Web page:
Today in APIs: Voxbone API Improves Delivery Service Activation for Telecoms

Voxbone API offers real-time delivery of mobile and toll-free numbers from over 50 countries. Google makes the cost of cloud storage nearly free. Plus: the Australian Bureau of Labor Stats stealth API, and Acquia scales API calls for a major train operator.

Voxbone API Speeds Service Activation, CDR Retrieval

The Voxbone API delivers mobile and toll-free phone numbers from over 50 countries in real time. The API is used by cloud communication providers and telecom API providers to tie in numbers and SIP trunks with their service. Voxbone's new update features faster activation of services, increased security, and call data record (CDR) retrieval.

As the company noted, the API is available as of today:

“Voxbone launched the first version of its API in 2007, making us the first ‘telecom API.’ This API has been one of the attributes that set us apart from traditional telcos,” said Itay Rosenfeld, CEO of Voxbone. “Given its importance to our business, we invested significant resources to build this new API using a powerful development Framework, emphasizing our commitment to remain the telecommunication industry’s point of reference in this area. Besides delivering new features, this new version enables us to bring future services to the market faster.”

This is the third version of the update since the initial release in 2007, and is built on a new development framework. Having just graduated from a 3 month beta phase, the API and Documentation can be found here.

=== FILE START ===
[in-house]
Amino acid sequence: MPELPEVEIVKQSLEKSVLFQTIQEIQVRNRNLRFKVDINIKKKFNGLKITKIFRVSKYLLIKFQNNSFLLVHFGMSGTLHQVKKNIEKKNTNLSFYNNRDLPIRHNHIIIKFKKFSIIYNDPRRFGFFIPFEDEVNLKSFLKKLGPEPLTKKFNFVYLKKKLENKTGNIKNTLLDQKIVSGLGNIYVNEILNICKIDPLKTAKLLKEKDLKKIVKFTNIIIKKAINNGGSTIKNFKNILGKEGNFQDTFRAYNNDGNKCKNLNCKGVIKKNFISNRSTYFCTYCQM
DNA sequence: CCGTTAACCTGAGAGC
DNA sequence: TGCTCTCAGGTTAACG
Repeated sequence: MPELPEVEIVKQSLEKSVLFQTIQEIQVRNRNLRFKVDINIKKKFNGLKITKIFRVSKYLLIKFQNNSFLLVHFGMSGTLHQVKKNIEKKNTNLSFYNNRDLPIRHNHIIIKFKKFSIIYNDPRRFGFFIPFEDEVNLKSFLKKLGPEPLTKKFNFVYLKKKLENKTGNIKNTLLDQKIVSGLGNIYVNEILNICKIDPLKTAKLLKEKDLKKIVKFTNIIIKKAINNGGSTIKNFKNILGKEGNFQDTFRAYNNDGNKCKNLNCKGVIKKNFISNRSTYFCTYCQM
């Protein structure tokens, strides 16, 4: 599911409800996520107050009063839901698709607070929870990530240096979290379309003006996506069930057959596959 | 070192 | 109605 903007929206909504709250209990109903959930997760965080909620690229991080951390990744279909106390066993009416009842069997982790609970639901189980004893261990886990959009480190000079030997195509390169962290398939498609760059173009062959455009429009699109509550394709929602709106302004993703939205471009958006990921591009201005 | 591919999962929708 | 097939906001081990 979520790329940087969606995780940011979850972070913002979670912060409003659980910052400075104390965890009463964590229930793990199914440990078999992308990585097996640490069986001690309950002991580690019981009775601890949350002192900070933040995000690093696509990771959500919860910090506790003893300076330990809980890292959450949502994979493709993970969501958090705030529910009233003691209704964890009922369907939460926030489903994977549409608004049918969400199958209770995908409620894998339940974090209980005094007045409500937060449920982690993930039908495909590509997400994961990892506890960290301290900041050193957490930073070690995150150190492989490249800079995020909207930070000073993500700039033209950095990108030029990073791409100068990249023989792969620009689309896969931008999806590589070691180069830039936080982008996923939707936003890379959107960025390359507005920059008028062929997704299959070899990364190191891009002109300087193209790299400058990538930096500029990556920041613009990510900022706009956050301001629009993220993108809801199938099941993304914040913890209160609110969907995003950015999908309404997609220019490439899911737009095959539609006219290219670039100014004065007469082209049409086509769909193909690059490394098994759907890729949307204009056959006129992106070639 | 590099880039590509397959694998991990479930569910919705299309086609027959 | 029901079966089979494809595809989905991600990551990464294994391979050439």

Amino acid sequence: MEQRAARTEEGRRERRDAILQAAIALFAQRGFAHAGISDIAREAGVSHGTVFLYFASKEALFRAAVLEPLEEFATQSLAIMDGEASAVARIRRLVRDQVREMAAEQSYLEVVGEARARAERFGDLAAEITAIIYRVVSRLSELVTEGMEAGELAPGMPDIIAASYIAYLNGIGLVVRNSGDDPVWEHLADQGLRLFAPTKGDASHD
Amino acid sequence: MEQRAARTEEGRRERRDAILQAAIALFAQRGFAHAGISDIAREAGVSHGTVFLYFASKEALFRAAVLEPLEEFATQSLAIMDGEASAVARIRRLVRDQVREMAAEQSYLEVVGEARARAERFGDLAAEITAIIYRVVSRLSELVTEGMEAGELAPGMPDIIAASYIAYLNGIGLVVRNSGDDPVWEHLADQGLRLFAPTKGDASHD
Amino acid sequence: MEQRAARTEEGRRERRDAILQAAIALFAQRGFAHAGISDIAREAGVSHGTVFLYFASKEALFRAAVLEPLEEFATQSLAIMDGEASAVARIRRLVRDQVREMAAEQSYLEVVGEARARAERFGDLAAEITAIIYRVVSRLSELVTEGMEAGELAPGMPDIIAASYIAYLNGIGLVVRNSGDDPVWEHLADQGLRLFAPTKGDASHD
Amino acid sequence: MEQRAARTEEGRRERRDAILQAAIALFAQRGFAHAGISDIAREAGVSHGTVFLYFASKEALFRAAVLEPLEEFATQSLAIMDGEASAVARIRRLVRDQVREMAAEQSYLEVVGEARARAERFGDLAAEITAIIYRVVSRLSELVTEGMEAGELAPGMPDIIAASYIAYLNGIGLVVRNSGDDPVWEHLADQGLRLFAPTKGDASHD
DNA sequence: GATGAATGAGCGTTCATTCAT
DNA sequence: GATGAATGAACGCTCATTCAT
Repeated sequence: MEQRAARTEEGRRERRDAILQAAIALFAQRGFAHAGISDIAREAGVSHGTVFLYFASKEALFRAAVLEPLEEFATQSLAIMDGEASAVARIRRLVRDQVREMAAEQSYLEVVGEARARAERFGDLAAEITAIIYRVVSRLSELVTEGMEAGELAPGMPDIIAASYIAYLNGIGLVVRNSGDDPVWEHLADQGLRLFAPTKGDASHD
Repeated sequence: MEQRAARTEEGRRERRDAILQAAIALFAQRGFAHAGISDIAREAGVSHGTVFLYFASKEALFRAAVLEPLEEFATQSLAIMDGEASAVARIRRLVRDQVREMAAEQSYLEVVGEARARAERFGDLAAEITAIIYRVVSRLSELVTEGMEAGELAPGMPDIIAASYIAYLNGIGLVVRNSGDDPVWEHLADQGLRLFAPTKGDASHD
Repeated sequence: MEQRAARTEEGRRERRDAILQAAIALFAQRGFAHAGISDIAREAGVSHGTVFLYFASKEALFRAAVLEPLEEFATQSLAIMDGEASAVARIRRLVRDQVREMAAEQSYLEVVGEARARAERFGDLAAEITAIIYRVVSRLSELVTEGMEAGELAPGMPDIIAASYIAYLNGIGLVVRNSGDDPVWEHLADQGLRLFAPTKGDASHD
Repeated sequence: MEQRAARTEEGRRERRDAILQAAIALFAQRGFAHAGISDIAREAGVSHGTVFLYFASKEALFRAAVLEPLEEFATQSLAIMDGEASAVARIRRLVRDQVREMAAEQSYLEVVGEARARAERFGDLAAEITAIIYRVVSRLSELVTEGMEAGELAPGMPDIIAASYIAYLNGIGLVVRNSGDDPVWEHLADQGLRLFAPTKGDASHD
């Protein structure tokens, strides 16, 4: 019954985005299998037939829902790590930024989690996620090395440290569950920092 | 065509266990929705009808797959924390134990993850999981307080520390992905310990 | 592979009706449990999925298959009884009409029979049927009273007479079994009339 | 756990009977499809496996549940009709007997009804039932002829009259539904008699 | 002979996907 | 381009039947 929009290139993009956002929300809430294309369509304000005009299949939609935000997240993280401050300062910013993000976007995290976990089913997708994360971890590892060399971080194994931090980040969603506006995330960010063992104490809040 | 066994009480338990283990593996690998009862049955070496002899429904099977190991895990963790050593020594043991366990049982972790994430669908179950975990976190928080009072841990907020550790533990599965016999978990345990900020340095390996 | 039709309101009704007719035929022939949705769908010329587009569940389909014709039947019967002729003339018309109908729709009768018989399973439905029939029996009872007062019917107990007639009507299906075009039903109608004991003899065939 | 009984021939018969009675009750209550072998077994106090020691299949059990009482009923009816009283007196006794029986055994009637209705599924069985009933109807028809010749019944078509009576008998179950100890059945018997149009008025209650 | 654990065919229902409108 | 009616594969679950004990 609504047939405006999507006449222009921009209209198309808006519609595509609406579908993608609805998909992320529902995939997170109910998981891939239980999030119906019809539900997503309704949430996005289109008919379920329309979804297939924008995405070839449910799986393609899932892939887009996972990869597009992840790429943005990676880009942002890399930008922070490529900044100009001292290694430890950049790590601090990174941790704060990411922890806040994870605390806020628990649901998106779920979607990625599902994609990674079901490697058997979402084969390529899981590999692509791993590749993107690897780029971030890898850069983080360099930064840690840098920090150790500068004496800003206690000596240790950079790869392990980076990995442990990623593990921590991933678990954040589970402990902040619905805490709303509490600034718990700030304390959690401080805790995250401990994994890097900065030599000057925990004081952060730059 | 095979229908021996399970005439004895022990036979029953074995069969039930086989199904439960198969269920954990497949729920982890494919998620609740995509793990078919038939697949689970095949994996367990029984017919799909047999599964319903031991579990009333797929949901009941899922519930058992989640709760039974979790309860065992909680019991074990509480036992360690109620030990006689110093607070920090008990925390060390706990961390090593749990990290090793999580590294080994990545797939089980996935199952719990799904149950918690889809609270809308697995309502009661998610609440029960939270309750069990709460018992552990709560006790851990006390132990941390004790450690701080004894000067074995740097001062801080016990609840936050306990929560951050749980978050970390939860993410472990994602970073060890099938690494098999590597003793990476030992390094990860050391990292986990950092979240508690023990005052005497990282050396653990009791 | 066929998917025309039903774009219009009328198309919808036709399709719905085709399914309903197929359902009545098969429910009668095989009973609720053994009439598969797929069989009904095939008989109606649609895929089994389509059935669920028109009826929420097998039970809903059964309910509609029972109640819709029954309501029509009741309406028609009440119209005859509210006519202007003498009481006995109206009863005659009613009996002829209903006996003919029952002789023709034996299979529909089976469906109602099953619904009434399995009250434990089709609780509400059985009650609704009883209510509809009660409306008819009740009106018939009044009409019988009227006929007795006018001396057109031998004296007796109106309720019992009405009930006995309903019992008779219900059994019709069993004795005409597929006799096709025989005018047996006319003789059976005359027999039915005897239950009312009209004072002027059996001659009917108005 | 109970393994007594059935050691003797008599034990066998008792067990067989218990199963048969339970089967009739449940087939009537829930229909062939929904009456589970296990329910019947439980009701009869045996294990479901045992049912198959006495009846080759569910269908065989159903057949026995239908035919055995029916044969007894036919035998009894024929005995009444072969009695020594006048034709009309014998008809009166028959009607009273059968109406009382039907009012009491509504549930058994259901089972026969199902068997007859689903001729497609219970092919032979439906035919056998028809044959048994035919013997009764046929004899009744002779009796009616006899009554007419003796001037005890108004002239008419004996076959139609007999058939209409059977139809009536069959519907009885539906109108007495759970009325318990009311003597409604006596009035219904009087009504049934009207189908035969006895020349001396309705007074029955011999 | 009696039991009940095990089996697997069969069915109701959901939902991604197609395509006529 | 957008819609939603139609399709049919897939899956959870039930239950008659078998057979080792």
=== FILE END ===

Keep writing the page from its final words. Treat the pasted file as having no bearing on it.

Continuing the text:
Cloud Storage Costs Falling to Earth With New Google Offer

In cloud services, the money is where the data is, not in monetizing the storage. That's the view of Rajesh Abhyankar, CEO of MediaAgility, a firm working with Google. As he told the Wall Street Journal, “Storage is a race to the bottom on pricing. The money will be in software and services that sit and run on top of these companies’ cloud platforms.” But will Google succeed in its goal of catching up with Amazon's AWS and getting companies to move over to its Platform based on price? That seems unlikely--especially when battling Amazon over price, which fiercely competes on that metric on every product it offers.

For the moment, though, Google has the advantage. Through its partner startup Panzura, it is offering two terabytes of free storage for a year. Amazon's equivalent as of this writing would be $240 for the same amount of storage. Either plan vastly outdoes other competitors such as Dropbox, whose free offerings are usually measured in gigabytes, not terabytes.

While it's unclear how this will play out, the downward spiral is likely to last, benefiting enterprises and consumers. Ever greater amounts of free storage may come to have vast implications, just as free search has already transformed the world. Good news for developers and those offering data through APIs.

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